Published in the News-Gazette (Champaign, IL), June 5, 2012
The summer reading programs in Champaign for high school students have a worthy and sensible goal: Increase interest in recreational reading. This goal, however, can be achieved far more efficiently.
The new program described by the News-Gazette (“Champaign high schools now require summer reading,” May 28) requires high school students to select among a small set of books on a given theme and read one over the summer. (Students can read a book not on the list, but it must be related to the assigned theme.) Research consistently shows that self-selected reading of books of genuine interest is much more effective in stimulating literacy development than assigned reading.
The program requires written responses to questions about the book when students return in the summer. Research consistently shows that writing summaries and book reports does not increase literacy development and can turn students off to reading.
Another summer program in the Champaign area, the Teen Summer Reading program, awards prizes for reading. Research consistently shows that rewarding people for activities that are inherently pleasurable can result in less interest in doing the activity. Rewards send the message that the activity is not pleasurable and nobody would do it without a bribe.
There is an easier and more effective way. Research also consistently shows that when interesting books are available, teenagers do indeed read them, as demonstrated by the success of Harry Potter, Twilight, and Hunger Games. This means that we need to make a greater investment in public libraries, often the only source of books during the summer for those living in poverty, with the goal of providing students with a wide choice of books to read, with no written reports required.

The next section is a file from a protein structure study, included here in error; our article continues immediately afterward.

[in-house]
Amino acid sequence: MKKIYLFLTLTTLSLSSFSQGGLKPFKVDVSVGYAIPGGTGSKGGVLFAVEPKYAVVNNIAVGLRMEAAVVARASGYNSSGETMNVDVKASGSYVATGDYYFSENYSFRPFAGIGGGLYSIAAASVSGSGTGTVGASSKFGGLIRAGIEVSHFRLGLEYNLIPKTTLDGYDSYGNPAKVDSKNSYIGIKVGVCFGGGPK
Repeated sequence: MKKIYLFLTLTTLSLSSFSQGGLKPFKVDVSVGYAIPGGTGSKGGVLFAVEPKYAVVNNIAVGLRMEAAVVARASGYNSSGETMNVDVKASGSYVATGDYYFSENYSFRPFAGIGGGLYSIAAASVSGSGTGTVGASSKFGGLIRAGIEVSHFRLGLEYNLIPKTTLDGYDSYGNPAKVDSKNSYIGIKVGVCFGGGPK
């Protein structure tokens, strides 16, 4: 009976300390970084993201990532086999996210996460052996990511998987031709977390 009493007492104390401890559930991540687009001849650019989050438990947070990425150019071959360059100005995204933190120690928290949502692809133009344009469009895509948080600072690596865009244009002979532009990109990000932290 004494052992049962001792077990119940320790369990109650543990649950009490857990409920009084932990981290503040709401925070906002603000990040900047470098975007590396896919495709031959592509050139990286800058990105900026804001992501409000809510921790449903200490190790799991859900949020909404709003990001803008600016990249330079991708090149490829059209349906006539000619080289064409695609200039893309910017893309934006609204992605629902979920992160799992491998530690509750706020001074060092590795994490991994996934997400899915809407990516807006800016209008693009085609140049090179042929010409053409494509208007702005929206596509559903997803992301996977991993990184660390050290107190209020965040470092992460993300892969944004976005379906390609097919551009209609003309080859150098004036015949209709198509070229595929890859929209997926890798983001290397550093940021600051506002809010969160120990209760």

With the increase in poverty in East Central Illinois over the last decade (“Changes in poverty and how schools are affected,” News-Gazette, January 15, 2012), well supported libraries are of more importance than ever.
University of Southern California
Original article: http://www.news-gazette.com/news/education/2012-05-28/champaign-high-schools-now-require-summer-reading.html
Self-selected reading is more effective: Krashen, S. 2004. The Power of Reading. Heinemann Publishing Company and Libraries Unlimited; Lee, S.Y. 2007. Revelations from three consecutive studies on extensive reading. RELC Journal 38 no. 2, 150–70. For a report of a successful summer reading program based on self-selected, see: Shin, F. and Krashen, S. 2007. Summer Reading: Program and Evidence. New York: Allyn and Bacon.
Writing summaries and book reports; Krashen, S. 2004. The Power of Reading. Heinemann Publishing Company and Libraries Unlimited; Mason, B. 2004. The effect of adding supplementary writing to an extensive reading program. International Journal of Foreign Language Teaching 1 (1): 2-16; Smith, K. 2006. A comparison of “pure” extensive reading with intensive reading and extensive reading with supplementary activities. International Journal of Foreign Language Teaching 2 (2): 12-15.
Prizes for reading: Kohn, A. 1997. Punished by Rewards. Boston: Houghton Mifflin. McQuillan, J. 1997. The effects of incentives on reading, Reading Research and Instruction 36: 111-25.Krashen, S. 2003. The (lack of) experimental evidence supporting the use of accelerated reader. Journal of Children’s Literature 29 (2): 9, 16-30.
Tennagers do read them: Krashen, S. 2001. Do teenagers like to read? Yes! Reading Today 18(5): 16. Krashen, S. 2011. Why we should stop scolding teenagers and their schools: Frequency of leisure reading. Language Magazine 11(4): 18-21.
Library the only source of books: Neuman, S. and Celano, D. 2001. Access to print in low-income and middle-income communities. Reading Research Quarterly 36 (1): 8-26. Krashen, S. Power of Reading.